VOD film review: Force Majeure
Aprés ski conversation10
Simon Kinnear | On 14, Apr 2015
Director: Ruben Östlund
Cast: Johannes Bah Kuhnke, Lisa Loven Kongsli, Kristofer Hivju
In his classic book on screenwriting, Story, Robert McKee explains the difference between characterisation and character by imagining a vehicular accident. Characterisation refers to the surface details of the people involved: their age, gender, background and so on. Character, by contrast, refers to the deeper essence, which can only be revealed through catastrophes such as the accident. In a story, as in life, it is these rare moments – and the choices we make when confronted by them – that matter.
Hollywood so often concentrates on one possible reaction – the hero diving in to save everybody – that perhaps the biggest shock of Ruben Östlund’s film is its reminder that McKee’s car (like an on-screen Schrodinger’s Cat) has other possible outcomes. His viciously funny, button-pushing black comedy revolves around a seemingly perfect family – Tomas (Kuhnke), Ebba (Kongsli) and kids Harry and Vera – whose ski holiday is ruptured when the husband and father reveals his character in the face of an apparent disaster.
It’s a brilliant premise for a film but one that could quickly go awry, were it not for Östlund’s dispassionate, superbly thought-out screenplay, which dares to touch every nerve exposed by the incident. Östlund ponders the implications for husband and wife alike, notably around the idea that a man whose characterisation as hero has been found wanting. A storm ensues that mixes self-denial, passive-aggressive defence and evasiveness, all of which only make the situation worse. (The source of the friction is well chosen for its metaphorical impact, because once this film starts there’s no stopping it.)
Östlund started his career making skiing movies and his familiarity with this world gives him a huge advantage. It isn’t just the glacial splendour of the place, but also the way the serenity is subverted into a kind of existential blankness. Östlund focuses on the hidden aspects of the stage-managed holiday – the lifts and escalators keeping everything flowing, the army of cleaners and ski vehicles keeping things clean. It’s an illusion of control that mirrors the routine of family life; and a canny, cruel acknowledgement that it tends to be on holiday where such routines are broken.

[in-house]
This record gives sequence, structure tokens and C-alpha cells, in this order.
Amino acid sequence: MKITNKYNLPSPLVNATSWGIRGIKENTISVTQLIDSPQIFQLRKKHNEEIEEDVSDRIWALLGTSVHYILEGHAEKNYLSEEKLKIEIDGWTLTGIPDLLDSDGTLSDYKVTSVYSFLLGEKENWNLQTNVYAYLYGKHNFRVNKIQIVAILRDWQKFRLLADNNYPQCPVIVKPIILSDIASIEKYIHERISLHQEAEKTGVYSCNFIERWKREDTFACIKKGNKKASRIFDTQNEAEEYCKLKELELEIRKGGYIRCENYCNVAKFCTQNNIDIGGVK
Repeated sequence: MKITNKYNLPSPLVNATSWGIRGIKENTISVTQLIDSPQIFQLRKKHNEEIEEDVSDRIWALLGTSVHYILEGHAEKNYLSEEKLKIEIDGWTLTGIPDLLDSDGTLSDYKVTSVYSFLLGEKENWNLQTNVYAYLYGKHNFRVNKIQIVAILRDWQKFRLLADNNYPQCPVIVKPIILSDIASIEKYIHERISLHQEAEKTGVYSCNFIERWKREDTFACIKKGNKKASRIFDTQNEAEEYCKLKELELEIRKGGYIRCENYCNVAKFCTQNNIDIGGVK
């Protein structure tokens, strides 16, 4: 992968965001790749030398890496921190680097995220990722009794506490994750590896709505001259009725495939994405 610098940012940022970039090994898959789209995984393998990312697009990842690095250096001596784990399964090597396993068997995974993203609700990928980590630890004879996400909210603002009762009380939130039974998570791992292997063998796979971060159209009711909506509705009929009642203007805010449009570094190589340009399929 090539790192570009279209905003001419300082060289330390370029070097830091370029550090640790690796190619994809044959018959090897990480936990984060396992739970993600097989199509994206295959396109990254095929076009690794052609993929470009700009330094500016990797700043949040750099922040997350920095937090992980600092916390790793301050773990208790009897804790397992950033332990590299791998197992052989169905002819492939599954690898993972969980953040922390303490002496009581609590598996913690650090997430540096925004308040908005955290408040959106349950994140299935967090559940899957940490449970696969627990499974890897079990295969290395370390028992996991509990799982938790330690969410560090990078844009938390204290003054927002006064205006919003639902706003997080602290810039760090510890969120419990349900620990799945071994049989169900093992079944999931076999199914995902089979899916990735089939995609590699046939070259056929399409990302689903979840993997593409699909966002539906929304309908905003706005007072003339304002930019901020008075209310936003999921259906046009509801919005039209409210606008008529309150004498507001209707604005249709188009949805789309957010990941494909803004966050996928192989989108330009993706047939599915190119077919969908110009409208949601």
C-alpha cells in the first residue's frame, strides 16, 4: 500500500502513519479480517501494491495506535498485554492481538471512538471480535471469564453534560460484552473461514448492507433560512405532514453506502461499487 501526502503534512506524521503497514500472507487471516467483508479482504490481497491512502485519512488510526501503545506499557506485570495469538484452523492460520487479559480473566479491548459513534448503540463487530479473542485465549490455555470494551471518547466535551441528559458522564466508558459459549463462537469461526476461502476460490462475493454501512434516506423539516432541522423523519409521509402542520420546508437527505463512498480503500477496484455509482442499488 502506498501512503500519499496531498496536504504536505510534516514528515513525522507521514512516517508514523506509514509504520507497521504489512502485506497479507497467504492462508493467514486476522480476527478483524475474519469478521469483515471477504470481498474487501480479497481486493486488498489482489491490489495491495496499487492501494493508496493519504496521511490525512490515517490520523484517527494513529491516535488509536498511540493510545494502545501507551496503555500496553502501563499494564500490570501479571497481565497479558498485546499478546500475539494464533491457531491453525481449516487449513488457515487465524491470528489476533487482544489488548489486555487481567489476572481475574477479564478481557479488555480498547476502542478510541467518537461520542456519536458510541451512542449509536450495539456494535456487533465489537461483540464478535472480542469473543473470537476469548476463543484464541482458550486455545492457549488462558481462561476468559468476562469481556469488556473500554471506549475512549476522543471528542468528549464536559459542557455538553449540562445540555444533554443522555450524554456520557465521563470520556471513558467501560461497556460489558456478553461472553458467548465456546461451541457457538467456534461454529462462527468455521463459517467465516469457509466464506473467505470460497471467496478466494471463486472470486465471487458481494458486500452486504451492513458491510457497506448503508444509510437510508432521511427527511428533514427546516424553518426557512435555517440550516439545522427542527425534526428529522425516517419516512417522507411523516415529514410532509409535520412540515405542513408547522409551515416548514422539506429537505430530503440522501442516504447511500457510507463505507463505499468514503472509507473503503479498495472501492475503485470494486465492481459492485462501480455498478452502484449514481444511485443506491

The power play is expertly judged, the narrative focus on peeling back the layers, each shot held in long, mostly static takes that force us to weigh up the evidence: Michael Haneke with laughs. It’s to Östlund’s credit that he gives equal weighting to both parents, with Kuhnke a selflessly pathetic figure (his crying is a thing to behold) and Kongsli as the moral force whose own sense of self is shaken as she questions her presumptions. Meanwhile, Östlund ignores the kids just enough to show how much mum and dad are too. Their self-satisfied parentage-by-tablet provides a suitably ironic glare on the central question of love and protection.
Östlund has such a smart, slippery take on his narrative that he sustains the moral ambiguity until the end, with a beautifully counterpointed double ending that leaves any hope of resolution hanging. But, just as no two snowflakes are the same, so Östlund wants the debate to continue. In a bravura move, he anticipates our post-viewing conversations in a 10-minute narrative detour featuring the couple’s friend Mats (brilliantly bearded Game Of Thrones star Hivju) and his girlfriend Fanni (Fanni Metelius). As Östlund knows, everybody – especially couples! – will have their own opinion once the film has finished, once they’re off the slopes and sat in the passenger’s seat in McKee’s car. How’s that for aprés ski?